No Fear of Death

A very close friend of mine died this week. I’m struggling to come to terms with it. This post isn’t about him.

A few years ago someone I knew died while at work. I’d met him at a couple of conferences, and he’d been a patient and skilful reviewer of one of my books. I can’t honestly say I got to know him well, but he was well liked and respected in the community and gave his time generously.

He died of heart failure. He was single, with no dependants. None of his colleagues even knew he was ill.

In the wake of the tragedy, it emerged he’d known about the condition for a while. He’d been told that a transplant was his only option. He’d asked not to be put on the waiting list. There were too many tragedies like his, he thought; men and women who would leave parentless-children, financial hardship and familial devastation. He didn’t want anyone to delay their chance at life to wait for his.

I don’t know if he had faith or not. At the time it happened, the events caused me to suspect he did. Now I suspect he did not. Regardless, his motivation is irrelevant: I know I would not have had the moral courage or selflessness to make the same decision.

Would you?

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10 Comments

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10 responses to “No Fear of Death

  1. I have learned that we don’t know what we will do or feel until we are there. When our world changes, so do we.
    Sorry for the loss, Ian.

  2. i agree with sabio. sorry for your loss man, sounds like a good person that the world lost.

  3. Ian

    @sabio I guess you see this a reasonable amount, or did at least when working in the ER. I’m sure things change when you are there at the point of facing up to your mortality.

    Thanks for the good wishes, guys. I’ve not lost someone so close to me before, so it is a new frontier.

  4. Yes, Ian, I have seen much, too much death in my life, both professionally and personally. But all the deeply close friends death’s all seem like yesterday but without the tears unless I talk too much about their death — if I talk about their life, I still laugh and smile.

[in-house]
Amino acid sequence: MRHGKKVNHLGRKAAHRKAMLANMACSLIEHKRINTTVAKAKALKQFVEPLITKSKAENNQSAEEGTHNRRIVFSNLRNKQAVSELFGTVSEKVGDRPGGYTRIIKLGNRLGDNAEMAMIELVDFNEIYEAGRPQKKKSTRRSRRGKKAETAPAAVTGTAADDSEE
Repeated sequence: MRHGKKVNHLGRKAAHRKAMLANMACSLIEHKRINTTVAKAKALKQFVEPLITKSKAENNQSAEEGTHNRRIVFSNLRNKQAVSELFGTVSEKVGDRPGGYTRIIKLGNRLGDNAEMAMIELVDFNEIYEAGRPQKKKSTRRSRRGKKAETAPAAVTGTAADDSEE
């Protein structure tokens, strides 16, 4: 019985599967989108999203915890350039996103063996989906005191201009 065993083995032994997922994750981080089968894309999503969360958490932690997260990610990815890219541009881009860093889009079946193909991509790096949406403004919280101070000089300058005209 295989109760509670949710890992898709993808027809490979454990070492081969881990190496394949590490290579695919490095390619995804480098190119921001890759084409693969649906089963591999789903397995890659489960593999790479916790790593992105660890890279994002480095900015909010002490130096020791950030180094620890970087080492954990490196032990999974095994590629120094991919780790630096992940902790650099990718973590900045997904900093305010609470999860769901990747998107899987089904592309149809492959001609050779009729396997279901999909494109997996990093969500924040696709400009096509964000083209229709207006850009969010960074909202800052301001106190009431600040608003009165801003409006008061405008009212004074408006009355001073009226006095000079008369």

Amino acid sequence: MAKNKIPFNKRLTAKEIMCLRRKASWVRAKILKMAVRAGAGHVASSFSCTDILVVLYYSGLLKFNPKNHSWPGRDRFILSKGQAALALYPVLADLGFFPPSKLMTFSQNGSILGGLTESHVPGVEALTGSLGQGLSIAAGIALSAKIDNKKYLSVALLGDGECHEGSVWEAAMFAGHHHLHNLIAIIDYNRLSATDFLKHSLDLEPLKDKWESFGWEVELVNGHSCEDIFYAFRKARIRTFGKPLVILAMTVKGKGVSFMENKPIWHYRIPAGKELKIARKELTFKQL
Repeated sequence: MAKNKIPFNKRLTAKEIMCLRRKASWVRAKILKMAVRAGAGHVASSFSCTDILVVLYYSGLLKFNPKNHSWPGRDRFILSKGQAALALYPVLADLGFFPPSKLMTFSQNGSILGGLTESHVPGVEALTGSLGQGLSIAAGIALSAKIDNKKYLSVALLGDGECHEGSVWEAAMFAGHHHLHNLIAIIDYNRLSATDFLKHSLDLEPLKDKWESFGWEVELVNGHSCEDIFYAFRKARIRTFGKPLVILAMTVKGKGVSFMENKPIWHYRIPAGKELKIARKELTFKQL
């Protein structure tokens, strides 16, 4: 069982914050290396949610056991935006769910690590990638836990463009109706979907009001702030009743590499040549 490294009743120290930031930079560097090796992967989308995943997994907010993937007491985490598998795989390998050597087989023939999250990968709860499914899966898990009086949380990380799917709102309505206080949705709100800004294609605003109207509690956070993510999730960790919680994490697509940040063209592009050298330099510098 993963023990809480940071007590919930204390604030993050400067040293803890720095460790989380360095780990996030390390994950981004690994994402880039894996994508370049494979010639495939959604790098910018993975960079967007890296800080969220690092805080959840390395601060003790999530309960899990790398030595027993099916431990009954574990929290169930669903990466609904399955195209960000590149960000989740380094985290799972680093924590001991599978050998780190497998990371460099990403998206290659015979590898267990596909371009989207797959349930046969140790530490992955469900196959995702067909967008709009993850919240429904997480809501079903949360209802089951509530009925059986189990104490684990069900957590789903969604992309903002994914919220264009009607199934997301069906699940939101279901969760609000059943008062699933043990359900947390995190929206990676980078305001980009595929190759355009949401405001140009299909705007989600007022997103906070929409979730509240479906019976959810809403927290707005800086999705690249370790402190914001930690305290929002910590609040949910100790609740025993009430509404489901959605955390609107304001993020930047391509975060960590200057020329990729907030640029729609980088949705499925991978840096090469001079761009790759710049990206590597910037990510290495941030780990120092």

At one time I was told I would probably die but they were wrong. I remember being surprised but cheerful and felt satisfied that I had had a very good life and was fortunate. Even when I was in the ambulance be transferred to a higher care hospital I joked with the ambulance attendant (EMT) and we talked all about his career and future dreams. I surprised myself. BUT, if I were told I had a slow terminal illness, I think things would be very different — I’d probably be very pathetic. I am not afraid to suddenly die ( and have not be so for a long time), but suffering and humiliating death is the one that scares me.

    Again, wishing you comfort with your loss and to his fellow friends.

  5. Great story Ian! Hard to say why some do things like that. It sounds like he did not fear death.

    A friend died last month.. he committed suicide.. I am still struggling with his death.. he was a a great gut and a year older than me.. he struggled with depression.. sometimes life does not make sense.

  6. Curious, Ian, why did you write about another friend’s life when you had lost this dear friend?

  7. Ian

    @Bob, thanks for sharing. I’m aware of what you’ve been through too, aside from your recent bereavement.

    @sabio Because the guy who’s the subject of this post has been on my mind this week. I have no idea why my best man died, he wasn’t ill and there were no signs of a mechanism. I can’t help but wonder if he knew something he wasn’t sharing. Like I said, I’m not exactly being rational about it, which I’m sure is normal.

  8. Boy, that is odd. Are you going to the funeral? Did you talk to other friends? Is it back in England? (too far away?)
    When I lost close friends I saw them in dreams for months. You?

  9. CRL

    How ironic that the person most deserving to live is the one who sacrifices his life.

  10. Ian

    Yes, I appreciate the aesthetic of your comment.

    But if you meant it, I don’t agree.

    Most deserving of life? That’s the point, isn’t it?

    I find his action moving because at some level I agree with it. It is, in some instinctive sense (for me), worse for a father of a dependent young family to die than a single man. Even if the single man was more righteous, and of better character than the father.

    If it had been the other way around – if he’d opted out despite leaving desperation behind, I’d be angry instead I think.

    A different colleague of mine committed suicide 5 years ago, leaving a 3 year old son and an unemployed wife. He doesn’t get the same kind of eulogy, I’m afraid. Even though I understand how he lost the fight against his mental illness.

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